In 2016, Piersma and a team of scientists showed how warmer summers in Siberia are actually shrinking the Red Knots that breed there, producing chicks with lower body weights and shorter bills. More ominously, given how rapidly this subspecies is declining, they also showed reduced survival rates—perhaps because those shorter bills prevent the knots from reaching highly nutritious mollusks buried just out of reach beneath the sand on their West African wintering grounds. The research team speculated that the cause for the shrinking knots was a timing mismatch in the Arctic; the insects on which the knot chicks feed emerge earlier, and the insects themselves are smaller in warm summers, a double-whammy for hungry shorebirds. (There is evidence to suggest the same thing is happening to Red Knots in Alaska.)
Nathan Senner—a shorebird biologist at the University of Montana, who earned his PhD through the Cornell Lab of Ornithology and conducted postdoctoral research at Groningen under Piersma—has been studying a similar climatic squeeze play involving Hudsonian Godwits. Hudsonian Godwits are among the world’s long-distance migration champions. The population that winters in Tierra del Fuego in Chile, for example, takes off and heads out over the Pacific Ocean, flying 6,600 miles nonstop north, crossing Mesoamerica, and finally making landfall on the Gulf Coast or the central Plains (see a map of their route in our Fantastic Journeys special feature). After a single rest stop, they fly another 2,000 miles or so north to their breeding grounds near Hudson Bay, arriving in the last week of May or early June. But as the climate changes in paradoxical ways, these birds are experiencing seasonal whiplash.
From the Dakotas through the prairie provinces up to Hudson Bay, snow and ice are now lingering later into the spring, preventing the migrants from pushing north as early as they otherwise might.
“The unfortunate thing is that those cooling conditions in May are counteracted by really warming conditions the rest of the summer. June and July are experiencing some of the most drastic warming” anywhere in the North, Senner says.
The godwits are between a rock and a hard place.
As a result, the godwits have to delay their arrival on their breeding grounds until the snow melts, so they get a later start at nesting—but then rapid warming brings out the insect swarms too early. It takes the female godwits about five days to transition from migratory to breeding condition, another five to lay a complete clutch of four eggs, and then three weeks or so for those eggs to hatch. Just as the growing chicks need the most food, the insect hatch has already peaked—leaving the older chicks underfed exactly when their energy demands are highest.
“The godwits are between a rock and a hard place,” Senner says. If they arrive any earlier, they’re going to encounter snow. But if they arrive any later, they’re going to be even more mismatched with the hatch of bugs their chicks rely on for food.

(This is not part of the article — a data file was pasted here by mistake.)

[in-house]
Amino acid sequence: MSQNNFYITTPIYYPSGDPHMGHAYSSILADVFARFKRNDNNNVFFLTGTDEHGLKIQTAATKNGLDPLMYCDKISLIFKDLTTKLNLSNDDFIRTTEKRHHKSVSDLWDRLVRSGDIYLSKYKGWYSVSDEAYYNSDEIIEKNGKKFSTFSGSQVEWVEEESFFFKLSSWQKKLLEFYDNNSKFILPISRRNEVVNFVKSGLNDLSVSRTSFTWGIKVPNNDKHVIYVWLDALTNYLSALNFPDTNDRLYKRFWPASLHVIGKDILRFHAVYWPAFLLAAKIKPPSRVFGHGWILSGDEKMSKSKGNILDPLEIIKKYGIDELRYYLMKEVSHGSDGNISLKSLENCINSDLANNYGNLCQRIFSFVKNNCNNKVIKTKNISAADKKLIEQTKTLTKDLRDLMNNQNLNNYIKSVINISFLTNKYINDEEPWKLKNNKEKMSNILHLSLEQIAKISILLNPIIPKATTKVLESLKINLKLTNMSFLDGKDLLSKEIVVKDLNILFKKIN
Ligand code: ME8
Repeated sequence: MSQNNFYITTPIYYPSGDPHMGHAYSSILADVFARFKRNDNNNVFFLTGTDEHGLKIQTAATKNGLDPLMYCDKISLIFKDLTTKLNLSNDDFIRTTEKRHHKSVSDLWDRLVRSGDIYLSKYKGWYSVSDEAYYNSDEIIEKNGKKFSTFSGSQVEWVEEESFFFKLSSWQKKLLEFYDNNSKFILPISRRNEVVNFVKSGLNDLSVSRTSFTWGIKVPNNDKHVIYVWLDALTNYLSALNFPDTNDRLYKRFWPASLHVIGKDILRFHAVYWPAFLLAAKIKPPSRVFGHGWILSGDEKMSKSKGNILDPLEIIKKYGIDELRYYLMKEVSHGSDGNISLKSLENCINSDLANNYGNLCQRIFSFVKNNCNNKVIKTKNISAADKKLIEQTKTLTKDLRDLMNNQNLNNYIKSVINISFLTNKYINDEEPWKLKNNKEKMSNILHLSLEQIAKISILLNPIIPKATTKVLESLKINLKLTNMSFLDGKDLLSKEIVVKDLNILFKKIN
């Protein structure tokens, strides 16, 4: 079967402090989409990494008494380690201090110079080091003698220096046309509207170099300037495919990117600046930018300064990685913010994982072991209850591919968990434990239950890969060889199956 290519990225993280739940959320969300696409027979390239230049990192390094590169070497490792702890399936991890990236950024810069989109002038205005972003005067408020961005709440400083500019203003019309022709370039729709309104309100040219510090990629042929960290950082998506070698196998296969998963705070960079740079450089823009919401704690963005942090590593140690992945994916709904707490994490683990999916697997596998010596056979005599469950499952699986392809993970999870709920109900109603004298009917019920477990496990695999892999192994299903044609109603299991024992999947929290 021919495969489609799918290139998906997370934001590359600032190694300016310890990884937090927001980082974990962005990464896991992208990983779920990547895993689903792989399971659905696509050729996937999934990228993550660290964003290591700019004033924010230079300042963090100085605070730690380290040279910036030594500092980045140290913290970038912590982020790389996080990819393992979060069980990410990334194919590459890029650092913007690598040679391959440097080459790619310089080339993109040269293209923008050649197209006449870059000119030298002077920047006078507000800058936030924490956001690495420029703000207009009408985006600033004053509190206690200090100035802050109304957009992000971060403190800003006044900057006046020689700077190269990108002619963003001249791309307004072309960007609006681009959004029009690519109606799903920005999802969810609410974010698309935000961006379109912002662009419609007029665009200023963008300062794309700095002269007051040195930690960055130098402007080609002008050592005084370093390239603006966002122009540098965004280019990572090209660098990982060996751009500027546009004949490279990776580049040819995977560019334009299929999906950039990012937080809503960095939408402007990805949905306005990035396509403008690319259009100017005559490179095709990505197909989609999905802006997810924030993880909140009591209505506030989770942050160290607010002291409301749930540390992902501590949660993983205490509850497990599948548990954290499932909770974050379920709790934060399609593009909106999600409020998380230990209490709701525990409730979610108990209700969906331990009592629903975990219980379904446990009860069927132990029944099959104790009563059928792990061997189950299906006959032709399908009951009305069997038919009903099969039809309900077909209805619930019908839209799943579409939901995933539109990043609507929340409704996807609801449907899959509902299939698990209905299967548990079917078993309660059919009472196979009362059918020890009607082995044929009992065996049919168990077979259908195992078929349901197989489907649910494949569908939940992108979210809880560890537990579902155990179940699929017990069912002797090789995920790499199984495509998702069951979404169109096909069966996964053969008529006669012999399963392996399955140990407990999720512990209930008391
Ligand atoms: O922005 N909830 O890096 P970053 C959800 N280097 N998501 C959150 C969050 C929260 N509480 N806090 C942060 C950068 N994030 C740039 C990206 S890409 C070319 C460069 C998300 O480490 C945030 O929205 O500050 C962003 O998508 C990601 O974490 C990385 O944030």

The result? Many years the godwits are unable to breed successfully, with just 6 percent of their chicks making it to adulthood, compared with 30 percent in other populations. Such a low reproductive rate, over time, is a virtual death sentence for the Hudson Bay population.
Hunting Shorebirds: A Whimbrel’s Journey
Although many of the problems facing shorebirds are driven by industrialization and climate change, some old threats remain. Along the East Asian–Australasian Flyway, in places like China, Bangladesh, and Myanmar, illegal netting and shooting are a threat, especially to the critically endangered Spoon-billed Sandpiper. However, conservationists are making progress and China seems to be cracking down on poachers.
Shooting is not strictly an Old World problem. At the end of May last year, I joined Bryan Watts and his colleagues from the Center for Conservation Biology at the College of William and Mary. We gathered in late afternoon along Boxtree Creek on the Eastern Shore of Virginia, where saltmarsh tidal flats stretch for miles to the south and east. It was only in the mid-50s, with a biting wind off the water.
“Doesn’t feel much like Memorial Day weekend,” one of the scientists grumbled. But soon no one was paying attention to the temperature, because a big flock of Whimbrels was approaching from the south—about a hundred birds, gaining altitude as they came, the air ringing with their loud, rippling trills, like someone enthusiastically ringing sleigh bells.
“That’s a rally cry,” Watts said. “They’re trying to excite other birds into joining them. Sometimes we’ll see flocks come right up out of the marsh to meet the ones going over.”
These Whimbrels had likely spent the winter on the coast of Brazil or in the Lesser Antilles. Their respite in Virginia is critical; the birds lay on enough fat for their next long flight to Hudson Bay or the Northwest Territories, a nonstop journey of five days.
“The next time they touch land they’ll be in the Arctic,” Watts said, watching them go.